I believe the 12 traditions are as important to my life and the way I live it as the 12 steps. One of the best applications of the 12 traditions for relationships was written by Dave and Polly P. from Cypress, California. It is titled “The Traditions of Alcoholics Anonymous in Relationships”.
Excerpts from the site:
1. It is said that the unity of Alcoholics Anonymous and Al-Anon is the most cherished and valuable quality that our societies have. Our lives and the lives of all to come depend squarely upon it. The practice of our 12 steps puts our lives in order, but not necessarily our relationships. How to live successfully with others can be found within our traditions. They are our guidelines for behavior.
Unfortunately, we find members and their partners who are getting healthy individually but who are in relationships that are far from robust. It has become our belief that the quality of a relationship will improve significantly through the use and practice of the Twelve Traditions of Alcoholics Anonymous. The when, where, what, how, and why of that belief, based on our own actual experience, is what this workshop is all about.
Most of what we will be sharing with you is based on our personal adventures, both before and since our marriage. It is our wish to share what has actually happened to us and what we really did rather than what we think – the emphasis being on experience rather than opinion.
2. ” Touch of History:
About 1796, a doctor named Rush (who by the way was a signer of the Declaration of Independence) wrote a paper describing alcohol abuse as a disease. The name alcoholism was not yet invented and the disease concept of alcoholism did not originate with Alcoholics Anonymous. Dr. Rush explored the subject in some depth in his paper but few, except those who delve into the history of AA ever heard of him or his paper.
Later, around 1840 when the temperance movement was thriving, there were a half dozen or so alcoholics in Baltimore who drank together every day in a local tavern . One day, while discussing the temperance movement, it was decided that they should check it out. With true alcoholic wisdom, they decided that only one of them need to go and he could then report his findings back to the group. The report had an impact and from that arose a movement called the Washingtonians. Within six months, there were several hundred members and within a few years, there were thousands. Abraham Lincoln spoke at one of their gatherings so they were successful and accepted in society without any kind of stigma. Remember, AA was formed in 1935 and by 1940, when the Big Book was written, there were only about 100 members.
3. “A Change in Perspectives”:
We will also need to take a look at the baggage we bring into our relationships. We have a friend who says that all emotional baggage must fit under the seat. We all have it. It is important therefore to stop and consider the conscious and unconscious behaviors we display in our everyday lives that came from our families, friends , and previous relationships. So we need to ask ourselves: What baggage do I bring into my relationships? It comes from many areas of our lives:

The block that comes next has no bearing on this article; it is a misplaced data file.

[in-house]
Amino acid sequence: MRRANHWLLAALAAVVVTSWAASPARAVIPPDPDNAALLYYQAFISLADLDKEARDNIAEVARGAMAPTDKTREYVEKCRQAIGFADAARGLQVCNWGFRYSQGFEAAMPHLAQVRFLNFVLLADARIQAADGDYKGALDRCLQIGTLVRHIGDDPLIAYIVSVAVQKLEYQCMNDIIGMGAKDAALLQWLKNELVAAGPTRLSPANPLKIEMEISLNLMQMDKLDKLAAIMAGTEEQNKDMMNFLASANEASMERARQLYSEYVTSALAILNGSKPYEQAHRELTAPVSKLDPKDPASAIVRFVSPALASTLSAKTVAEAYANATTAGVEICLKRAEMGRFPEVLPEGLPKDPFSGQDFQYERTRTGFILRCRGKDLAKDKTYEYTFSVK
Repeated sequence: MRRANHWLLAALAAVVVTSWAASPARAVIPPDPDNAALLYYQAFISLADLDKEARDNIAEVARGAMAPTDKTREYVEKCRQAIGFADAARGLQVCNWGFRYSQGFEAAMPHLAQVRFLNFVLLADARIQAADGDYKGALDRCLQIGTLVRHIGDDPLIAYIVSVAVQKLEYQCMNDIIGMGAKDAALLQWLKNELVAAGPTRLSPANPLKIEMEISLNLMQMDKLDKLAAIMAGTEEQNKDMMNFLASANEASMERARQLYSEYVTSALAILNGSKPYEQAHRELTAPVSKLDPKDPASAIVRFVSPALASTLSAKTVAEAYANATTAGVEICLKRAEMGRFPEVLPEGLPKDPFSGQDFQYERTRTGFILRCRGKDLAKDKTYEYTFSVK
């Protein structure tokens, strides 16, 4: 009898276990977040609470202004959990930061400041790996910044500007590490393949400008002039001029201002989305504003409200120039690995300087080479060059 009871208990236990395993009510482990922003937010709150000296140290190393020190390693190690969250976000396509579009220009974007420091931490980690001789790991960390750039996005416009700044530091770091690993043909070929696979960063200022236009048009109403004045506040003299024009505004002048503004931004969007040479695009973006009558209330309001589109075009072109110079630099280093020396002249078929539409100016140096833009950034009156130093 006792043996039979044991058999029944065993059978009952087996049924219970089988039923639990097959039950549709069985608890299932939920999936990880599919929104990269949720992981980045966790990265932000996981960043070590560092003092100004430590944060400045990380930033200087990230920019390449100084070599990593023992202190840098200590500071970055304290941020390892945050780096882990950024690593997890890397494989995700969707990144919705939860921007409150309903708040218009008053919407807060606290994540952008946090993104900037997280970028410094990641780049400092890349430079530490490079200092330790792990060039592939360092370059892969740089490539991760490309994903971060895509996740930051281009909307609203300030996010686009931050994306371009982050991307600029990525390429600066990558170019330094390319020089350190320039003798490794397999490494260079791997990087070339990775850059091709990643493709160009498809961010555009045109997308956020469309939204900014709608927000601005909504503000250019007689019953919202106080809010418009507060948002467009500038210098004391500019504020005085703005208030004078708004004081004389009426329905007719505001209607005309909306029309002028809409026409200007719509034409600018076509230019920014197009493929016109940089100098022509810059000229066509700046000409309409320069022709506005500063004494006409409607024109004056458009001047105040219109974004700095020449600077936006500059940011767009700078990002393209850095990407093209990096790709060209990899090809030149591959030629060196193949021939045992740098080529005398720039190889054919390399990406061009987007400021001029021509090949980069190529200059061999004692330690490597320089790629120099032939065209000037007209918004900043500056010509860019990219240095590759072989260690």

- Dysfunctional behavior from my family of origin.
- Functional behavior from my family of origin.
* taste or preference in food or the way it is prepared
* ways to do things – make beds, fold socks
* attitudes toward institutions and groups – education, religion, gender equality
* political leanings
- Sexual abuse, both physical and emotional, from family or previous relationships
- Emotional and mental abuse
* Accusations of laziness, stupidity, or incompetence
* Perpetual, relentless nagging * Being an unremitting “critical parent”
- Bad habits/good habits – smoking, eating, exercise
- Ideas about personal hygiene, dress, behavior.
- Fundamental attitudes (usually in the form of sweeping generalizations), especially about members of the opposite sex.
4. “The Twelve Traditions in Relationships”:
“Our common welfare should come first. A healthy relationship depends upon unity.”
“If you have one hundred people who live together, and if each one cares for the rest, there is One Mind.”
–Shining Arrows, CROW
One of the principles of Community is Unity. The alignment of thoughts in groups of people will cause One Mind to form. One Mind is Unity. Each individual in the community must align their thoughts with what other members are thinking. If all the people think of helping one another, then the community will be service oriented and powerful results will be enjoyed. Having our thoughts aligned within a group will cause our children to experience a positive environment. When they have children, the grandchildren will automatically experience these results also.
For each tradition, the authors give a checklist–Checklist for Tradition 1–
- What am I willing to sacrifice for our relationship?
- What affect do my actions have on our relationship? On our family?
- Am I a giver or a taker?
- Do I do unifying things? or am I quick to criticize? Slow to praise?
- Do I use silence as a refuge or punishment while expecting my mate to read my mind?
- Do I listen when my mate has something to say?
- Do I admire and approve of my mate? Does he/she know that?
- Am I a healing, mending, integrating force in our marriage or am I divisive?
- Am I a peacemaker? Or, because of my own insecurity, is it critical to my ego that I be right?
- Can I be flexible? Flexibility is taught by nature. You will see the trees bend in the wind. You will see that tree branches are flexible. To be rigid is to break. When we have life problems it is good for us to be flexible. Sometimes we need to flow with what is going on. If we resist, it becomes more painful. We need to be on the path of least resistance. Water flows down the mountain through the path of least resistance. Electricity flows through the path of least resistance. Power flows through the path of least resistance.